Peter Biello, founder of the BWW and the organization’s Best of the Burlington Writers Workshop series, has a short story (“The Man in the Orange Shorts”) featured in this year’s anthology. To hear Peter and other talented writers read from their work, join us on Friday, April 21, 6 p.m. at Contois Auditorium in Burlington’s City Hall for the Mud Season Review Vol. 3 & The Best of the Burlington Writers Workshop 2017 launch party. RSVP for this free event now >
You have a story included in this year’s book, but you’re also the founder of the Best Of series. Can you give readers a little background on how the anthology came to be?
In 2012, a group of regular BWW attendees wanted to publish an anthology of work by folks who had attended at least one meeting. We weren’t as big an organization back then—we had no official business registration, no expenses except for the Meetup.com fees—but we did have a solid base of members we thought would submit work. So we raised a little more than $3,200 on Kickstarter and, long story short, we used that money to publish The Best of the Burlington Writers Workshop 2013.
Did you envision, at the start, that this series would still be going five years later? How has it changed over the years? And where do you see it going from here?
At the start, I wasn’t sure how The Best of the Burlington Writers Workshop 2013 would be received by the public. But I did a lot of legwork selling these books, the idea being that the proceeds would finance the following year’s anthology. We got some good publicity in Seven Days and a few other media outlets, which helped the workshop itself grow. Membership swelled and interest in Best of as a publication swelled, too, so by then I was fairly certain the anthology would be around indefinitely.
The book’s quality seems to improve each year, which tells me (1) we’re still growing and deepening our bench of talent within the workshop and (2) the workshop is helping the writers who stick with a writing routine and attend workshops regularly. Little things about the book have changed. For example, we didn’t have our green logo when the first book came out, but since 2014 that little green circle has appeared on the spine of each book. Some versions of the book often reserve space for the author to discuss their story, as The Best American Short Stories anthology series always does. I like seeing that, but it’s not always necessary.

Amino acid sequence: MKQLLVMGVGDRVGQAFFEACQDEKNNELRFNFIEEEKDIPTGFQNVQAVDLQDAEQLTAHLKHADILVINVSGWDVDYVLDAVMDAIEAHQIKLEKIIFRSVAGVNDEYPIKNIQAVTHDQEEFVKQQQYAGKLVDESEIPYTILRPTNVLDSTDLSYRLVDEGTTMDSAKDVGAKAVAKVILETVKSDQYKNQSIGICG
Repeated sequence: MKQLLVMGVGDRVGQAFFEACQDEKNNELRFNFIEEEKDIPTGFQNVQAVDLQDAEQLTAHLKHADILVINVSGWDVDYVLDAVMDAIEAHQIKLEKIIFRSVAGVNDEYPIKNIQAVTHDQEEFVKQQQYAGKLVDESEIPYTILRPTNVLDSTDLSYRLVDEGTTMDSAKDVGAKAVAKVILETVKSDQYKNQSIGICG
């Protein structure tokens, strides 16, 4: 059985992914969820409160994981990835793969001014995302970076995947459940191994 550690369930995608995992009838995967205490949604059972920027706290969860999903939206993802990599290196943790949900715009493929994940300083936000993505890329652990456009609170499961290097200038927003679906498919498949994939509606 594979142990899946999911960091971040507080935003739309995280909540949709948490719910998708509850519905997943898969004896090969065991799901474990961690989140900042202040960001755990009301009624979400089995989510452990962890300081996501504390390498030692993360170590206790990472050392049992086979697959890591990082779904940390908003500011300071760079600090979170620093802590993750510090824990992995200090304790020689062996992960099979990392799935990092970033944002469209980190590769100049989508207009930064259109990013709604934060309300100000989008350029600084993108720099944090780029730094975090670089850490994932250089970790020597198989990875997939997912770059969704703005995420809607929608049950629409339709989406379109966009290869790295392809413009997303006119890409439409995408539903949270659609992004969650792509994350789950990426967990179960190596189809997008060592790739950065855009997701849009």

My hope is that the anthology doesn’t change too much. Consistency over time feels right to me. I like the brevity of it (144 pages seems right). I like the mix of genres. And I love the collaboration between workshop members serving as editors and those who have submitted work. The workshop is a social experience; the work we do requires that we put down our cell phones and talk to each other like human beings and sort out aesthetic differences. Like everything the BWW does, publishing this book is a learning experience.
Your story that’s featured in this year’s Best of (“The Man in the Orange Shorts”) is one you’ve workshopped through the Burlington Writers Workshop. Can you talk about how the story evolved through the workshop process?
Sure. This story was originally called “Boo’s House”—the man in the orange shorts was yelling for a guy named Boo in early drafts, not Charlie—but workshop members thought it was a little too reminiscent of Boo Radley in To Kill a Mockingbird. Other interpretations involved ghosts. Those were not avenues down which I wanted my readers’ minds to travel, so I nixed the name “Boo”.
This story was the first piece I put before the workshop back in 2009. This was at the second or third (probably third) meeting of the workshop, which was held in someone’s backyard in Winooski. It may have been the first story that was emailed to participants in advance. Most of the time, in those early days, folks would just read stuff aloud at the meetings.
The story didn’t necessarily start as one about class guilt, but over the years, Sarah’s feelings about her new, privileged station in life stole the spotlight. The man in the orange shorts became a challenge to Sarah’s idea of herself as a generous, caring person. How many comforts would you give up to accommodate someone who is less fortunate? Everyone has a line. Sarah found hers.
When you submitted this story, you went through the same thing that all BWW members who submit to Best Of do—waiting to find out if your story got into the anthology. And, because we have a blind submission process, there was no guarantee your piece would be selected on the merits of the author being the anthology’s founder. You submit, and have had work featured in, many other journals. Is there anything different about waiting to hear from the anthology that represents your own writing community and the anthology you founded?